BoatU.S. recently revealed some interesting news that any boater will find of value — the top five reasons why boats sink in the spring. The information comes from BoatU.S. marine insurance claims files, so I’d say it’s legit. Here’s what they found…
1) Hose clamps — Either missing clamps, or clamps damaged to the point they’re of no use. Check to make sure you’ve replaced clamps after winterization. Replace any that you discover are damaged. Use a flashlight and really inspect; often clamps are in hard-to-access areas you might overlook.
2) Unsecured engine hoses — If you’ve left water in any hoses, it can freeze and literally pull the hose free of its connection. Check seacocks, and tighten or reattach anything that’s not secure.
3) Spring rains — Spring can be a rainy season, and those heavy rains can overwhelm a leaky port, deck hatch, fitting, or scuppers plugged with debris.
4) Broken sea strainer — Again, proper winterization is key. If neglected, glass, plastic, even sometimes bronze strainer bowls have reportedly cracked or bent over the winter.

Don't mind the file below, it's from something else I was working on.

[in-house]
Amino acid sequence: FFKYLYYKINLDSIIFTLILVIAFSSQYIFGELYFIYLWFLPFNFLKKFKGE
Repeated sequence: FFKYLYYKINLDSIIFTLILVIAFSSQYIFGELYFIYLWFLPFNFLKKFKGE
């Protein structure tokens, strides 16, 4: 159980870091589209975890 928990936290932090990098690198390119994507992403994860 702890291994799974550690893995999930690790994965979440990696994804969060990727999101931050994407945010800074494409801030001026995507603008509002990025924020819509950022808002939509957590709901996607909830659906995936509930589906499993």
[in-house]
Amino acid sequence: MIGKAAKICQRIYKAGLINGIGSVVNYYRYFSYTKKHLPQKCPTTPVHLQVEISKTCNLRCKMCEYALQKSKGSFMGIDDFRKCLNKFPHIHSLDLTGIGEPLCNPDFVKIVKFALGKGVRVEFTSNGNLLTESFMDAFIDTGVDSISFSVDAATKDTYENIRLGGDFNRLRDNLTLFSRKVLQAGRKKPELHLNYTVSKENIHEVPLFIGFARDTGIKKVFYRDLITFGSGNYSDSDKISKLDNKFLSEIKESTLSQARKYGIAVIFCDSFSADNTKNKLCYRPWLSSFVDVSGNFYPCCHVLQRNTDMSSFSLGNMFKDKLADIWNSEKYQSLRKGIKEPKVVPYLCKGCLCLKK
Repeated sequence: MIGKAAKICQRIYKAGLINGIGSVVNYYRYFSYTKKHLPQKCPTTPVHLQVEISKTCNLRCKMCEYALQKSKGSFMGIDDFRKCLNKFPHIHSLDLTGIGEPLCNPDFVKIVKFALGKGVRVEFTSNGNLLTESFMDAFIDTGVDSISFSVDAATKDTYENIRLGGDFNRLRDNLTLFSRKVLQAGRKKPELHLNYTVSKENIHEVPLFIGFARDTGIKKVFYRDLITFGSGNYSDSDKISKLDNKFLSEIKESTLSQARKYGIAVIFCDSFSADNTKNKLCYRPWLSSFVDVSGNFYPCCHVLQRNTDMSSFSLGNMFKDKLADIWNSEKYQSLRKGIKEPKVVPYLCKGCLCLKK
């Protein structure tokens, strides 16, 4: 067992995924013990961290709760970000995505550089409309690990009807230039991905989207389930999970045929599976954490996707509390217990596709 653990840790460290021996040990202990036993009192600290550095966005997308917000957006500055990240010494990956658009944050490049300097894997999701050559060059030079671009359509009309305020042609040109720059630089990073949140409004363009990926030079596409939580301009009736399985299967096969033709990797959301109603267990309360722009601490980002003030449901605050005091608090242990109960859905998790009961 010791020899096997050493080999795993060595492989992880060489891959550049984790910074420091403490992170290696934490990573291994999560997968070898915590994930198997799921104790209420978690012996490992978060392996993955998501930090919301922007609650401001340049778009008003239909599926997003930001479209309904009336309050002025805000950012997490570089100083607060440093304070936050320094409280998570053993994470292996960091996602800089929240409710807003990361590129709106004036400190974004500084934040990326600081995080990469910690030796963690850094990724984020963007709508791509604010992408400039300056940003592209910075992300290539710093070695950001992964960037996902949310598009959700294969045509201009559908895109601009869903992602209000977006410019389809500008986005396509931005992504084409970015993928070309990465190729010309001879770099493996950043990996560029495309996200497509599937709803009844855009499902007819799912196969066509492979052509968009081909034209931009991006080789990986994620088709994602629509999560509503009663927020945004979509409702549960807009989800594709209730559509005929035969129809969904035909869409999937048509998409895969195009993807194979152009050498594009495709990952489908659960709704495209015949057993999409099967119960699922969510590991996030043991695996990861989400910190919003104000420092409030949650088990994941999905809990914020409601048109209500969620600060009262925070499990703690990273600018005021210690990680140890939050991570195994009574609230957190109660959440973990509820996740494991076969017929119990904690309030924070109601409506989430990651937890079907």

5) Leaking stuffing box — I’ve personally dealt with this one. If the packing around your prop shaft isn’t properly situated, water is going to come in. Check it…and keep an eye on those bilge pumps for telltale signs you’ve got a leak.
More tips? Check out BoatU.S.’s Spring Fitting Out Safety Checklist…
Tags: boat prep spring, BoatUS, broken sea strainer, engine hose, hose clamps, Jet Ski, Kawasaki, leaking stuffing box, MAINTENANCE, Malibu Boats, MasterCraft, Nautique, packing, PWC, Sea Ray, sea strainer, Sea-Doo, spring prep, spring rain, spring safety checklist, stuffing box, Tige Boats, WaveRunner, why boats sink, Yamaha